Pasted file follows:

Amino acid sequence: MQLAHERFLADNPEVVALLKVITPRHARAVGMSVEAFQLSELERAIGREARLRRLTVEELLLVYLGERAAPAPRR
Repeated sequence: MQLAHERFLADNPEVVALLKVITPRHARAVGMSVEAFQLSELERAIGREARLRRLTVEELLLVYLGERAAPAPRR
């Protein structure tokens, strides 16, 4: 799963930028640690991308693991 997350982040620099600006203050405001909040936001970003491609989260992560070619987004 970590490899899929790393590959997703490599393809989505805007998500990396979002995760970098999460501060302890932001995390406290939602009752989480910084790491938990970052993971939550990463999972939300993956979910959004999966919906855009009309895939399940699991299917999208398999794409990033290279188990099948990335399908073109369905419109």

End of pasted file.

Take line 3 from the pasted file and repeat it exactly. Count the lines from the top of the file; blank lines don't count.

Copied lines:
């Protein structure tokens, strides 16, 4: 799963930028640690991308693991 997350982040620099600006203050405001909040936001970003491609989260992560070619987004 970590490899899929790393590959997703490599393809989505805007998500990396979002995760970098999460501060302890932001995390406290939602009752989480910084790491938990970052993971939550990463999972939300993956979910959004999966919906855009009309895939399940699991299917999208398999794409990033290279188990099948990335399908073109369905419109």